Data and statistics
Hepatitis is an inflammation of the liver, most commonly caused by a viral infection. The five main strains of hepatitis viruses are A, B, C, D and E.
Hepatitis A and E are typically caused by ingestion of contaminated food or water while hepatitis B, C and D usually occur as a result of blood-to-blood contact with infected body fluids (e.g. from blood transfusions or invasive medical procedures using contaminated equipment). Hepatitis B and C can also be transmitted through sexual contact, although this is less common with hepatitis C.
Symptoms include jaundice (yellowing of the skin and eyes), dark urine, extreme fatigue, nausea, vomiting and abdominal pain. Hepatitis infections, however, remain asymptomatic in the majority of cases, and are hard to detect without proper testing.
Hepatitis B and C affect millions of people in the European Region. Worldwide, 500 million people are estimated to be infected with hepatitis B or C. These viruses kill 1.5 million people a year; 1 in every 3 people has been exposed to either or both viruses and most infected people do not know about it due to dormant symptoms.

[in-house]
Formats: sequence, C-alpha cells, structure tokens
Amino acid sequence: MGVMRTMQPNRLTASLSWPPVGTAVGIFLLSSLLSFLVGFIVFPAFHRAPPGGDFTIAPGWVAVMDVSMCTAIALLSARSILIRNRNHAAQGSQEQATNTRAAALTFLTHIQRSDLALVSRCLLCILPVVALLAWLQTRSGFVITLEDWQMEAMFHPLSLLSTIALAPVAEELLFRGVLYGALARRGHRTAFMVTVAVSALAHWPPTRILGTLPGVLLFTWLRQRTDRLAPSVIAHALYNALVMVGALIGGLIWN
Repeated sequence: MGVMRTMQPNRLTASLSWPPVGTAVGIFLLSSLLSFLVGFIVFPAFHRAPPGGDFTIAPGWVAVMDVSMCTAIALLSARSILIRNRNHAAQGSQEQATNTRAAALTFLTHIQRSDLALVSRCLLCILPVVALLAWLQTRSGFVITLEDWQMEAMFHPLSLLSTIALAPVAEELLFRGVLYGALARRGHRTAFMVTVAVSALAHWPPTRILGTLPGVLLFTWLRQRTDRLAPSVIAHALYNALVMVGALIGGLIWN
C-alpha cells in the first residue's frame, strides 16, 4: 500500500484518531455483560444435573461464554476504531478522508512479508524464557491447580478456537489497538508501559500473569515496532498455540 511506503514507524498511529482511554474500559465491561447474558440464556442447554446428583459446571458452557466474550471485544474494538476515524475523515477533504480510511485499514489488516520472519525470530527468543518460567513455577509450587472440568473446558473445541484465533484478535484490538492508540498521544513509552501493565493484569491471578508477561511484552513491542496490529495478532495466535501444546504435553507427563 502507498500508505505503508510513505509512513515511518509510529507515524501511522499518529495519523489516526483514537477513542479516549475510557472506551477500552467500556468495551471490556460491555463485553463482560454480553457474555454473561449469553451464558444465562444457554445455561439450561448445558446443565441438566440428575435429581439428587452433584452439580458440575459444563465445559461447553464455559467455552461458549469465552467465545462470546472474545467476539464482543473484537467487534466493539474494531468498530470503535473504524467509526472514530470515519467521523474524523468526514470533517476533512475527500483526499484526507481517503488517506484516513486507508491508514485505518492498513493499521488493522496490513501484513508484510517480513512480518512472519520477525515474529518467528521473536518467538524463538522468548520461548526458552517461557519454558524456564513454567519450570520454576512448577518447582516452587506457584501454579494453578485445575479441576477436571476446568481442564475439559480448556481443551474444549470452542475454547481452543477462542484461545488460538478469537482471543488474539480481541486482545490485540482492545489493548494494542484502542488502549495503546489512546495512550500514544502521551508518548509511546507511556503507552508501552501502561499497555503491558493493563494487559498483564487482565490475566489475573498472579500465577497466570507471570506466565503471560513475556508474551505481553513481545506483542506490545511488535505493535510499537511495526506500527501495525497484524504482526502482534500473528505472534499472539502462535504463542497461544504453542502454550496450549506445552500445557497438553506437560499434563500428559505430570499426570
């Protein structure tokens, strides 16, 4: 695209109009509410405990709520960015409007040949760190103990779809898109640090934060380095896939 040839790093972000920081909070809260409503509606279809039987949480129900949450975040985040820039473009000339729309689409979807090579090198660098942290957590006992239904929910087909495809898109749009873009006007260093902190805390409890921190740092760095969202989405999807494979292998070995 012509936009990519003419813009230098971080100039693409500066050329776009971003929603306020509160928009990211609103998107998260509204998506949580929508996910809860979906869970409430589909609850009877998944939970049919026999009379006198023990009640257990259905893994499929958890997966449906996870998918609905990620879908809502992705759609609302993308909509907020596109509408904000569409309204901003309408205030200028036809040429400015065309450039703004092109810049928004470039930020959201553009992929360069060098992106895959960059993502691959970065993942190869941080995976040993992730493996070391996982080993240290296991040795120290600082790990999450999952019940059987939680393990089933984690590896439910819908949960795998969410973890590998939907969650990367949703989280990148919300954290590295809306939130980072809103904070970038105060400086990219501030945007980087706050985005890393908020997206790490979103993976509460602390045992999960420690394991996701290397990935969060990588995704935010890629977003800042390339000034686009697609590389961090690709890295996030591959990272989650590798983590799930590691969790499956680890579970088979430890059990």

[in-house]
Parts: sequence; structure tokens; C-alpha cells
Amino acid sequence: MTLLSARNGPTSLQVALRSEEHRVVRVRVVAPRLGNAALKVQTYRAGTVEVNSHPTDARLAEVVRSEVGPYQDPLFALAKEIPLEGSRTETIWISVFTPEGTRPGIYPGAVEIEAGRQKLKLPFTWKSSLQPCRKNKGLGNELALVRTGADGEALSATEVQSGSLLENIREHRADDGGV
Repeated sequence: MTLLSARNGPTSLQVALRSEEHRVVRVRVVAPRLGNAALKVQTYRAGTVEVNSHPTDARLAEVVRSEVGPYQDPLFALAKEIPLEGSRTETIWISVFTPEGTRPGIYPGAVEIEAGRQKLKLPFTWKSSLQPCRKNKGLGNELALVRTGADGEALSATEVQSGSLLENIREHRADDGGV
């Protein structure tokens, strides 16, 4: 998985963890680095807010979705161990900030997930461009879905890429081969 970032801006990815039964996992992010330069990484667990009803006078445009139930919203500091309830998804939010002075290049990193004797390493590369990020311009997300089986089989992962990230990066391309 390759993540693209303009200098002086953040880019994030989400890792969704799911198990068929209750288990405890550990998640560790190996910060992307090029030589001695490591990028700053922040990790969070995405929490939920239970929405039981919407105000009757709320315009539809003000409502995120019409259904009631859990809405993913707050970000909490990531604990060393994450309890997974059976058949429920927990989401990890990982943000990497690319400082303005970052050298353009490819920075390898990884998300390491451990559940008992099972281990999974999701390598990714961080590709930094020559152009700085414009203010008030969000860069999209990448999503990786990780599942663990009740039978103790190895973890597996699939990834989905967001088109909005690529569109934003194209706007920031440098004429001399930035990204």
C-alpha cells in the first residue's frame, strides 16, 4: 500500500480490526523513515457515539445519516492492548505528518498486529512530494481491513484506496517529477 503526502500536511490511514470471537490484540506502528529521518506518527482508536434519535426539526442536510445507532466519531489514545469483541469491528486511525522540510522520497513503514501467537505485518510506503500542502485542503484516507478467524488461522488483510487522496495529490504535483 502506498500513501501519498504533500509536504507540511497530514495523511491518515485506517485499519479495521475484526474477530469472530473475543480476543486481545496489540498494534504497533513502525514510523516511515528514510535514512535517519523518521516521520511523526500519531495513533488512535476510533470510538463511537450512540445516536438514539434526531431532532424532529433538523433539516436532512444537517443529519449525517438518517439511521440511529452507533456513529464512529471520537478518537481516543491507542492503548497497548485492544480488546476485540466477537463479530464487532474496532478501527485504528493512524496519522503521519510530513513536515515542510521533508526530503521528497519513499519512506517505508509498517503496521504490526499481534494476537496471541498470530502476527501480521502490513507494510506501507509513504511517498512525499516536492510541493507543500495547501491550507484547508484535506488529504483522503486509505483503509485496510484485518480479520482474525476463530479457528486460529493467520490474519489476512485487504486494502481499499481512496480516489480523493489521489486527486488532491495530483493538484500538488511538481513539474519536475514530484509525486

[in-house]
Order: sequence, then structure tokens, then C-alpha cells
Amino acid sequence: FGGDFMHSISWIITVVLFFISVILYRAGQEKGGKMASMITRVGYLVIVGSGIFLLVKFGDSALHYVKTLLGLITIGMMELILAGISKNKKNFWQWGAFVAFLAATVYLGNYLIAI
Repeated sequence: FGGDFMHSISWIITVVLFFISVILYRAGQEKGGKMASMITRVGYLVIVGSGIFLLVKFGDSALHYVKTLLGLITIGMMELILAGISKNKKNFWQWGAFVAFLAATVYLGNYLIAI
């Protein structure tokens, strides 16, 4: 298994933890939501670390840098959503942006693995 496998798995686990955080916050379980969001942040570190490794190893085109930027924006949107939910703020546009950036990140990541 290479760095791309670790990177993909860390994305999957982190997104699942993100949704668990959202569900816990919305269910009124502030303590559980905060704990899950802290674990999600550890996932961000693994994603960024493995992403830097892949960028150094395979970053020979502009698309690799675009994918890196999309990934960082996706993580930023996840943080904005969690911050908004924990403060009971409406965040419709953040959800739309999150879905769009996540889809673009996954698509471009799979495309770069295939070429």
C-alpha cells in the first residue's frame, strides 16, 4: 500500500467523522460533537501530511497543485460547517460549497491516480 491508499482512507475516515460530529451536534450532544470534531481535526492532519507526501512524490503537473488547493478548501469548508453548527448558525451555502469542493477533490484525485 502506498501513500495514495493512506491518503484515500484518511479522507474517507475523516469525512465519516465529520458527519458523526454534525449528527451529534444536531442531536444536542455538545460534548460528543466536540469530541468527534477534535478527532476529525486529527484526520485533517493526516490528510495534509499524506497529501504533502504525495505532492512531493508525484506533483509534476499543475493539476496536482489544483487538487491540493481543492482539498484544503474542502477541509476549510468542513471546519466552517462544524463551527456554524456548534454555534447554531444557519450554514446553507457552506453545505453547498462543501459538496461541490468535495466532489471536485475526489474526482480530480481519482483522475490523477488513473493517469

Data that has recently become available, shows that in the WHO European Region an estimated 13.3 million people live with chronic hepatitis B (1.8% of adults) and an estimated 15 million people with hepatitis C (2.0% of adults). Two-thirds of infected persons in the Region live in eastern Europe and central Asia. Hepatitis B causes about 36 000 deaths and hepatitis C about 86 000 deaths per year in WHO European Member States.
The number of cases of hepatitis B and C reported in the WHO European Region does not necessarily reflect the full extent of transmission. A synthesis report on effective interventions to reduce hepatitis C infection from WHO/Europe’s Health Evidence Network (HEN) estimates prevalence of up to 98% among people who inject drugs.
The European Centre for Disease Prevention and Control (ECDC) estimates:
- an overall hepatitis B incidence of 1.49 per 100 000;
- a hepatitis C incidence of 8.7 per 100 000 in the Member States of the European Union (EU); and
- high prevalence in people who inject drugs.